At home: Before Casablanca, there was To Have and Have Not, a similar plot in which Humphrey Bogart stymies Nazis in a French colony while also falling in love in an exotic hotel with a featured piano player. Just trade Morocco for Martinique. But while Casablanca is the better film, this has its share of memorable moments, including the "You know how to whistle" scene and plot aside, this it's Lauren Bacall's first movie and she IMMEDIATELY tears up the screen and emerges as a star. Like, wow. What smoky confidence. She's incredible as a mysterious rogue, and a great match for Bogie's hard-as-nails boat captain desperate to stay afloat in a world that's getting politically dangerous. Beautifully lit too, you can tell Howard Hawks is at the controls.

"I don't like melodrama", Lauren Bacall says a couple times in her second film, Confidential Agent, as if tempting fate. Indeed this thriller has many melodramatic elements. It stars Charles Boyer as a Spanish agent in Britain on a secret mission during the Spanish Civil War, Bacall is a standoffish woman who gets embroiled in his affairs by accident, though unlike her previous film's performance, the character is rather humorless. And while that lack of humor works for Boyer, a man in desperate straits, it robs their romance of any real spark. As a spy thriller, there are a lot of twists and turns, but unfortunately, the stakes aren't spelled out at all well until very nearly the end, and I found my attention wandering through most of the first and second acts. Ultimately, there is a lot of incident in this one, but it doesn't hold together particularly well.

Dark Passage and Lady in the Lake came out the same year, and both have a first person POV gimmick. Thing is, while Dark Passage doesn't sustain it for the entire film, there's a REASON for it, the effect is achieved more cleverly, and with all due respect to Audrey Totter, Lauren Bacall can better carry a film where she interacts with the camera. But mostly, it's one of several tricks to keep us from seeing Bogart's face in the first half of the film, even though you can't mistake him - he has one of the most distinctive voices in cinema - and it is justified by its plot about a falsely accused man escaping prison to prove his innocence and getting help from a woman tangentially involved in his history. The twists and turns evoke lurid pulp, and as with many Bogie & Bacall collaborations, the bonkers plot takes a back seat to onscreen chemistry.

Is it true that the British version of Curse of the Demon, NIGHT of the Demon, doesn't show the animatronic demon? I don't know how I feel about that. Sure, it's a little silly (though when it goes to town, it's VIOLENT!), but it was part of the charm for me. Though perhaps "charm" isn't what you want from a horror movie. Regardless, if you don't have the demon, I'm sure you're complaining about the plush leopard attack. For 1957, I still think Jacques Tourneur turned in a pretty cool flick, with neat effects (the atmospheric disturbance that heralds the demon's appearance was repeated in Deep Space Nine 35 years later, so I'd say it's cutting edge), strange shots, and a ripping yarn about an unbelieving psychologist coming across what appears to be real, no bunk, supernatural events and having to face off against a warlock who's passing death runes around. Nobody told me this was a Dr. Thirteen movie! There's a way to interpret this movie so that the hero's right, but it's not that ambiguous. Even he's nudged a bit to the believer's side, but only a bit. Psychosomatic or real, the means of murder in this film, and how the hero gets out of it, is my favorite thing about it.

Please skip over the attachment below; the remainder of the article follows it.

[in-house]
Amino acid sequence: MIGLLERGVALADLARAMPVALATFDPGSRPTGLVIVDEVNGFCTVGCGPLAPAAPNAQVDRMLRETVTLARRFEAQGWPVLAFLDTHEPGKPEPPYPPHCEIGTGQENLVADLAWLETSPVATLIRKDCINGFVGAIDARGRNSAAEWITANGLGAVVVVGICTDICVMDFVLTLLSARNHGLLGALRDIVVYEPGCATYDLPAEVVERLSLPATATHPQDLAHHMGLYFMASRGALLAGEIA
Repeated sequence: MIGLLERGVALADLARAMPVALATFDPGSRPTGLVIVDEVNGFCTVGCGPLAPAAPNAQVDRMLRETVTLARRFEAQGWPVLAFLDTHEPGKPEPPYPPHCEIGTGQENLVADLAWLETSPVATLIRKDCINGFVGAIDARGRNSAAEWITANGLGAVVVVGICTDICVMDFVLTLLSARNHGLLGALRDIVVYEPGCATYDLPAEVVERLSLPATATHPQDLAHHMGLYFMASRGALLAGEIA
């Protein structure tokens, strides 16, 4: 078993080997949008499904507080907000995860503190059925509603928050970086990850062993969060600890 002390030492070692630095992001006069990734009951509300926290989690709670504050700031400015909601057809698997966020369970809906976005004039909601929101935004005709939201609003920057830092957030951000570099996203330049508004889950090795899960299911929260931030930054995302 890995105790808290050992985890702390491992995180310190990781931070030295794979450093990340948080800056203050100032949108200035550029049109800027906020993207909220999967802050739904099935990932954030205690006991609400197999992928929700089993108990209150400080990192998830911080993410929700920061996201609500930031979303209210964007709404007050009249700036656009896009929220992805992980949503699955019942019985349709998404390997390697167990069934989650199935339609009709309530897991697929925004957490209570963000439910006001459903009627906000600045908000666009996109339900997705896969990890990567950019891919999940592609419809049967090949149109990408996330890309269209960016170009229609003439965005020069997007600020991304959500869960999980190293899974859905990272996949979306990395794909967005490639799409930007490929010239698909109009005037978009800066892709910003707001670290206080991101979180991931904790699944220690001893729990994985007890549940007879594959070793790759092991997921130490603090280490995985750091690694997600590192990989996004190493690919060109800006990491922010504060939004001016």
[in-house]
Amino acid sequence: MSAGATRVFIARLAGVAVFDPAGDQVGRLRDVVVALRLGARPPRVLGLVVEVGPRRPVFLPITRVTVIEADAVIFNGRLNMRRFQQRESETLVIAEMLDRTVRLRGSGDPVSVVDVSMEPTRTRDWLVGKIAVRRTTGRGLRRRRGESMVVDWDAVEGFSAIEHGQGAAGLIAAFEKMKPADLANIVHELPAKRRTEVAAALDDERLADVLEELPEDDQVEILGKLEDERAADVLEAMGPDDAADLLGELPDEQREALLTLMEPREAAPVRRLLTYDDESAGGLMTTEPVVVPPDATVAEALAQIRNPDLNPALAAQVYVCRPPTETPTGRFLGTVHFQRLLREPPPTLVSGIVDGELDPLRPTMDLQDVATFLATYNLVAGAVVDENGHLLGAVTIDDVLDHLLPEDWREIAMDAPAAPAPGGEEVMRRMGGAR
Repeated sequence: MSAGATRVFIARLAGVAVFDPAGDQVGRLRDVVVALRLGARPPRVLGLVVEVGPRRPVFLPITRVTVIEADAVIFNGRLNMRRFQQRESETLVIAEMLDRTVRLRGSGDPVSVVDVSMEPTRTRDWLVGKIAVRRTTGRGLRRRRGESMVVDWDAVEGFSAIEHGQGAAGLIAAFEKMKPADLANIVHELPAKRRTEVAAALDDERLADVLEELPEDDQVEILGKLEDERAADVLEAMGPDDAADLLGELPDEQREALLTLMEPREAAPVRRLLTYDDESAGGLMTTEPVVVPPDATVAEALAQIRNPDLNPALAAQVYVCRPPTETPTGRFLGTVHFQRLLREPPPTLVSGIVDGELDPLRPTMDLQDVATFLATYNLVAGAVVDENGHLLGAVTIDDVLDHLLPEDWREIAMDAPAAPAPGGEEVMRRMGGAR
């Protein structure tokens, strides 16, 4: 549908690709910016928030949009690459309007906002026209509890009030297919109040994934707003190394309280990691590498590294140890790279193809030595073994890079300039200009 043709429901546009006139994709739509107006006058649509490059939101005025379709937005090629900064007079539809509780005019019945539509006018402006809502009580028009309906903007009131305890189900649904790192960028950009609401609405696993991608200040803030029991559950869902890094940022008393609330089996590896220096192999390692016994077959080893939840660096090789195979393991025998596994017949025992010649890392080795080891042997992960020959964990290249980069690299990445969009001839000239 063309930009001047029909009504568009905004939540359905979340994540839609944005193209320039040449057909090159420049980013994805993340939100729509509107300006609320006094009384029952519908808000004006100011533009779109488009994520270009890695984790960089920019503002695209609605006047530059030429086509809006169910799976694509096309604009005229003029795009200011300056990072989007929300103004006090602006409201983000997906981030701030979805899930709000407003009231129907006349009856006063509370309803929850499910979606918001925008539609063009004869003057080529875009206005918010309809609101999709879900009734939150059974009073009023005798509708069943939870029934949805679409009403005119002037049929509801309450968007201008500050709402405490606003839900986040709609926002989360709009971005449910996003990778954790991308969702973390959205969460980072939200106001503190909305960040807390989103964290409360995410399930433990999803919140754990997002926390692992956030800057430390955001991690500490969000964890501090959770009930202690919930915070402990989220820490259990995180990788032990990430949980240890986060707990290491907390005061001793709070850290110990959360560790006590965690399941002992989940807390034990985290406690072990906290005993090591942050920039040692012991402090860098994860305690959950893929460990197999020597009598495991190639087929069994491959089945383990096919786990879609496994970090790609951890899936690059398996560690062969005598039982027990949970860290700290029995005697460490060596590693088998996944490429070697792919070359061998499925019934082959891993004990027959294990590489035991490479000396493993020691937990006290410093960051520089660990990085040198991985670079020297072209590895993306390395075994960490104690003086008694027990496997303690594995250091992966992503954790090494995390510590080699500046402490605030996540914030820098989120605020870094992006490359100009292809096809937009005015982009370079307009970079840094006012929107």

The Guns of Navarone is one of those WWII impossible mission movies that were popular in the 60s (is it the granddaddy of them all?). In the film, Gregory Peck leads a small group to a Greek island occupied by the Nazis to destroy massive guns that are keeping a rescue force from getting 2000 men out of the area. Almost immediately, things start to go wrong leading to some pleasant improvisations, hard choices, loss of life, and eventual Allied triumph. It's all pretty well done, though I don't think it gets any better than their arrival on the island in the middle of a storm. That's a LOT of water being dumped on the actors! But one thing about the era's film making that never works for me is day-for-night, and there's a lot of it. It just looks ghastly and never fails to kill my interest. Ultimately, Guns is an adventurous flick with a good cast, but the formula was bettered by several films by the early 70s.